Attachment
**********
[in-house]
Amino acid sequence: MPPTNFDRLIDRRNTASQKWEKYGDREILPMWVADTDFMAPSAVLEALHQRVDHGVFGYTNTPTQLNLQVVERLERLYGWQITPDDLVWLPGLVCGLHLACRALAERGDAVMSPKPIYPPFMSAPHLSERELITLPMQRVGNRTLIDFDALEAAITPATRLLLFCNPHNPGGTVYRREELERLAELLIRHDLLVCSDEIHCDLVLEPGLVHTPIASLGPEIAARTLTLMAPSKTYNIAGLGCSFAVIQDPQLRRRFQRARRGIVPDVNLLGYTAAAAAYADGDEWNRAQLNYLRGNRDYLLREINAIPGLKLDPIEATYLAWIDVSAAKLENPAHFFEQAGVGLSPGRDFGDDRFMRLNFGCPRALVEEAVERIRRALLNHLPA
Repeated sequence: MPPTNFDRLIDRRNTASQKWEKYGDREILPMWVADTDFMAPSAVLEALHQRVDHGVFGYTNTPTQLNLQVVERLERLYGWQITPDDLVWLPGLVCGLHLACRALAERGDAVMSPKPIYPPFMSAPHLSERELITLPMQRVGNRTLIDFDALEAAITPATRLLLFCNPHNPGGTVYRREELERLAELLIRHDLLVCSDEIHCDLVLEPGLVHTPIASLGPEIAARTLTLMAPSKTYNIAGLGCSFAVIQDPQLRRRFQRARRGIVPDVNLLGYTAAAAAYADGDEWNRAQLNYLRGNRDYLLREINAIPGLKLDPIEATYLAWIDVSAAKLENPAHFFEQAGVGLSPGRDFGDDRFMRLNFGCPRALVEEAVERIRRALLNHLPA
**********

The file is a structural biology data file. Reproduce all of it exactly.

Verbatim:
[in-house]
Amino acid sequence: MPPTNFDRLIDRRNTASQKWEKYGDREILPMWVADTDFMAPSAVLEALHQRVDHGVFGYTNTPTQLNLQVVERLERLYGWQITPDDLVWLPGLVCGLHLACRALAERGDAVMSPKPIYPPFMSAPHLSERELITLPMQRVGNRTLIDFDALEAAITPATRLLLFCNPHNPGGTVYRREELERLAELLIRHDLLVCSDEIHCDLVLEPGLVHTPIASLGPEIAARTLTLMAPSKTYNIAGLGCSFAVIQDPQLRRRFQRARRGIVPDVNLLGYTAAAAAYADGDEWNRAQLNYLRGNRDYLLREINAIPGLKLDPIEATYLAWIDVSAAKLENPAHFFEQAGVGLSPGRDFGDDRFMRLNFGCPRALVEEAVERIRRALLNHLPA
Repeated sequence: MPPTNFDRLIDRRNTASQKWEKYGDREILPMWVADTDFMAPSAVLEALHQRVDHGVFGYTNTPTQLNLQVVERLERLYGWQITPDDLVWLPGLVCGLHLACRALAERGDAVMSPKPIYPPFMSAPHLSERELITLPMQRVGNRTLIDFDALEAAITPATRLLLFCNPHNPGGTVYRREELERLAELLIRHDLLVCSDEIHCDLVLEPGLVHTPIASLGPEIAARTLTLMAPSKTYNIAGLGCSFAVIQDPQLRRRFQRARRGIVPDVNLLGYTAAAAAYADGDEWNRAQLNYLRGNRDYLLREINAIPGLKLDPIEATYLAWIDVSAAKLENPAHFFEQAGVGLSPGRDFGDDRFMRLNFGCPRALVEEAVERIRRALLNHLPA